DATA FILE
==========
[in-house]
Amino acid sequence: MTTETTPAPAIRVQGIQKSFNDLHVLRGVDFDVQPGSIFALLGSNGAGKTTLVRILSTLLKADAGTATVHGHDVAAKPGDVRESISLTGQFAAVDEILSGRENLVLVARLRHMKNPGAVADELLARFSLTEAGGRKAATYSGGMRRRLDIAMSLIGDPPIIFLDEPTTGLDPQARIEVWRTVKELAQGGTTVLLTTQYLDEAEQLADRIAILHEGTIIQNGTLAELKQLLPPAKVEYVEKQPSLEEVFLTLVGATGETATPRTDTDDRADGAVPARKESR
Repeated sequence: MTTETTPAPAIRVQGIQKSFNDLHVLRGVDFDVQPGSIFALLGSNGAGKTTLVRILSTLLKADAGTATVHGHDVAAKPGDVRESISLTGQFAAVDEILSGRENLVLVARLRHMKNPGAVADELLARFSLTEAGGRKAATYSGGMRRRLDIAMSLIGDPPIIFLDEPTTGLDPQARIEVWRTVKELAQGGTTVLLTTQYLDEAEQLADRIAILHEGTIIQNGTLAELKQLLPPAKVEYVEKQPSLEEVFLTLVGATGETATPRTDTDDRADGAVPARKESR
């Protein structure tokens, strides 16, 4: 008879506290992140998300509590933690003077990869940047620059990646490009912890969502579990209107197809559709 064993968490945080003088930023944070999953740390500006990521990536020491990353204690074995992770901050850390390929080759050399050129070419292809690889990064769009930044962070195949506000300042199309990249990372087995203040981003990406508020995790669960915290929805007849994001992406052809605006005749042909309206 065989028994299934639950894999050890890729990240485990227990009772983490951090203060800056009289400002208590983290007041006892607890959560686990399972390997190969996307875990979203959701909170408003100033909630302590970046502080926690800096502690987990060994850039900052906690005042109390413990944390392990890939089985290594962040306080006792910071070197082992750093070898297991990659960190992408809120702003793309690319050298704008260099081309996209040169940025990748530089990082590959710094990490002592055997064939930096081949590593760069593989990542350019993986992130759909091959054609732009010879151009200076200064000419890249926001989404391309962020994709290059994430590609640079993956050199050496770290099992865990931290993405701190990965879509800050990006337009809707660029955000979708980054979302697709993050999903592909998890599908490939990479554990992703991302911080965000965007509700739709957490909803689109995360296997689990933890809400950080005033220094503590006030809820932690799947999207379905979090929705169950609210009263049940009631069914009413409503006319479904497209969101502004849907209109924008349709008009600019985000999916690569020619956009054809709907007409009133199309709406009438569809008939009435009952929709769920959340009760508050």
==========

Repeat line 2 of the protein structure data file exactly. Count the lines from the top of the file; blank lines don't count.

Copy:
Amino acid sequence: MTTETTPAPAIRVQGIQKSFNDLHVLRGVDFDVQPGSIFALLGSNGAGKTTLVRILSTLLKADAGTATVHGHDVAAKPGDVRESISLTGQFAAVDEILSGRENLVLVARLRHMKNPGAVADELLARFSLTEAGGRKAATYSGGMRRRLDIAMSLIGDPPIIFLDEPTTGLDPQARIEVWRTVKELAQGGTTVLLTTQYLDEAEQLADRIAILHEGTIIQNGTLAELKQLLPPAKVEYVEKQPSLEEVFLTLVGATGETATPRTDTDDRADGAVPARKESR